It’s going to France. Specifically, the Luberon valley, where rosé is poured with abandon and lunches sprawl gregariously from noon to four – finishing, of course, in time for a poolside apero.
There’s more to life in Provence than food, though, if you insist on silly things like “diversifying interests” and “taking a break from all of that eating”. There are expansive antique markets which wind their way along river banks and through gnarled streets. There are stunning vistas granted to intrepid bikers and hikers that shun the beaten path. And there are seemingly zillions of wineries just waiting to pour samples and fill your trunk with a few cases to tide you over. What? Wine is technically not a food.
These things all have their place on the to-do list, but for me the charm of the south of France lies in a fairly mundane-sounding routine. Wake up early, preferably before anyone else, and have coffee alone, outside, in perfect stillness. Pack a shopping basket and head off to the market of the day before it becomes overrun with tourists. Practice French on the unfortunate stallholders carrying the most perfect produce; then thank them for putting up with me as I pay and move on.* Buy bread: at least one baguette, if not two. Start the aforementioned long lunch.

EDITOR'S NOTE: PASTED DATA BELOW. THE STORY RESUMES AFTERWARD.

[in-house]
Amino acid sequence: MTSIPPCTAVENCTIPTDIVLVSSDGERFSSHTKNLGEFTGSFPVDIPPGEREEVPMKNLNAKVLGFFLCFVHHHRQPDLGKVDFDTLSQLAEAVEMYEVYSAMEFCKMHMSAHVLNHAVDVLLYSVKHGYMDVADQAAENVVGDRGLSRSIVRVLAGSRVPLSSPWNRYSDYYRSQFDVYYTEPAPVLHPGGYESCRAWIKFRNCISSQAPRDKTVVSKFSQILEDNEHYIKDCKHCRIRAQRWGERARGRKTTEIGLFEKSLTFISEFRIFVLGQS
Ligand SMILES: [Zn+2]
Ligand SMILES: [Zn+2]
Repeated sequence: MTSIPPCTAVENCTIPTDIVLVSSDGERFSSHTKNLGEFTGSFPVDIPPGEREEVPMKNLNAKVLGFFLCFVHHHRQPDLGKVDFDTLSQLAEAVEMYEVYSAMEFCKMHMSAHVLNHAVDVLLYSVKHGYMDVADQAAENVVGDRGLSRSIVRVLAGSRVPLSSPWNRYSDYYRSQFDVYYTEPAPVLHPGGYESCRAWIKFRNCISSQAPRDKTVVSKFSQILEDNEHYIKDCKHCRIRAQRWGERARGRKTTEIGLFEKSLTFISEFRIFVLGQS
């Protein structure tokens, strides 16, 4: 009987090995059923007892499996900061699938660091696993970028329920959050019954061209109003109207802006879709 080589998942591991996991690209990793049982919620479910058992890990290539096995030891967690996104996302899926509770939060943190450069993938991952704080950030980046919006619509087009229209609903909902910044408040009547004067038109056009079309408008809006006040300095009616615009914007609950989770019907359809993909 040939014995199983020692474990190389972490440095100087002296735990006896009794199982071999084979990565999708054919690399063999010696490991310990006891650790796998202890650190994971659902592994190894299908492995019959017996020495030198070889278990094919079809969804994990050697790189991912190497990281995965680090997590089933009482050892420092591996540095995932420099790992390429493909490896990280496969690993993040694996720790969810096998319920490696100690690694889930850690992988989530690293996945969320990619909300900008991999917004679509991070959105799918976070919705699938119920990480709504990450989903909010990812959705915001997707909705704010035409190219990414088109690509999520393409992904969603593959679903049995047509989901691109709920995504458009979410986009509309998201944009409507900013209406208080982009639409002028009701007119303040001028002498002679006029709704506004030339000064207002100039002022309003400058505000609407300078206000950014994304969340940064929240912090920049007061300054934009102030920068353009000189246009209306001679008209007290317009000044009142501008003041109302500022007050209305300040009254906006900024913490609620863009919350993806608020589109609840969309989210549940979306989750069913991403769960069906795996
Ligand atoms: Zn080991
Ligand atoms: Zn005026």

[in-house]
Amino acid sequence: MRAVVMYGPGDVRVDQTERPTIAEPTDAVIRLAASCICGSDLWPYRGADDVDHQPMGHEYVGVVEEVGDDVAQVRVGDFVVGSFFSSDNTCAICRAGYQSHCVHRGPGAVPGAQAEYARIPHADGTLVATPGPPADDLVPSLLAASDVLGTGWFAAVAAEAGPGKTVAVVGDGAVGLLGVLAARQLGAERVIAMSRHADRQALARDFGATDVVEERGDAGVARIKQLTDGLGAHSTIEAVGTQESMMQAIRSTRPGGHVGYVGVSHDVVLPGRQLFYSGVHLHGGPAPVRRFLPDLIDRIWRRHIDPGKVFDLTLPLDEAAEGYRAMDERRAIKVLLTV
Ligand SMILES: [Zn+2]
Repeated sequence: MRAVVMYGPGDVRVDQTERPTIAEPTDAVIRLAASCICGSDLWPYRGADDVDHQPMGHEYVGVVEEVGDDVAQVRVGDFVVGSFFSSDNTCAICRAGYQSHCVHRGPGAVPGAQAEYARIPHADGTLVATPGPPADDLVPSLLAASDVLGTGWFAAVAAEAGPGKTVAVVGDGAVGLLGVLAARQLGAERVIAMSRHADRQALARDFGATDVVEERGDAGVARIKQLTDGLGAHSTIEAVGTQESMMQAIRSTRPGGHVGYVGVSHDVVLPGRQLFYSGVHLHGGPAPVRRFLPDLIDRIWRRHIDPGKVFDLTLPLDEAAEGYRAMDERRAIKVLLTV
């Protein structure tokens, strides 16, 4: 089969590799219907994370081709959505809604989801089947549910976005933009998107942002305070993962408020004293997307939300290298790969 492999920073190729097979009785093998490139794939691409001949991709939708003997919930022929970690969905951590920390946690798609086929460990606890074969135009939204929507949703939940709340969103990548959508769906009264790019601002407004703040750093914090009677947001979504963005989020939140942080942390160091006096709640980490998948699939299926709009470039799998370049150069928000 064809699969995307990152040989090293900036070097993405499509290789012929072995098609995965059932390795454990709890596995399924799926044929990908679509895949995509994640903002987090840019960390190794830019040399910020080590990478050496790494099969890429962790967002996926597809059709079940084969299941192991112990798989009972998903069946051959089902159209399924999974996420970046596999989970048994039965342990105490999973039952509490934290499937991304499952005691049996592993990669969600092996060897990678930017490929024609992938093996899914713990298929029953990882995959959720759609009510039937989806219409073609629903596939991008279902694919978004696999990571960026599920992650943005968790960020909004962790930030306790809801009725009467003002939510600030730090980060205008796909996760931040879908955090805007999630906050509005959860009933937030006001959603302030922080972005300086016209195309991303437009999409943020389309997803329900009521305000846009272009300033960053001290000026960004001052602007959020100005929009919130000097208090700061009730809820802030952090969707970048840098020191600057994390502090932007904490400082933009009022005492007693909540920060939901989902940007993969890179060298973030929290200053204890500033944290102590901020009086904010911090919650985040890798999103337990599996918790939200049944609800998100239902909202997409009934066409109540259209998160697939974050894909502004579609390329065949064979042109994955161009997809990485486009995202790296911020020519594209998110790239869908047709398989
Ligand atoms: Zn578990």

That’s it. That’s all I ask of any given day. And as I long for this trip and all of the pleasures it will hold, I wonder why I don’t make time for this routine back home. Certainly the pace of life is different here, but only because I choose to buy into it; as I keep learning time and again, what I do with my day makes very little difference to the rest of the world. So, in preparation for vacation, I’m making a concerted effort to balance the chaos of getting organized with simple pleasures like wandering through the garden after work to gather eggs and asparagus for dinner and making biscotti for friends. So far it’s working out for me and I’ll be doing my very best to keep it up on my return.
But for now there are a few meetings to run to and bills to pay. Keep glued to your screen for updates on the good life over the next couple of weeks and remember to take a few minutes a day to do something that brings you complete joy.
*Side note: I don’t actually know how to say “thanks for putting up with me” so it’s translated as an awkward smile, apologetic shrug, and a wave. If someone wants to teach me, that would be fantastic.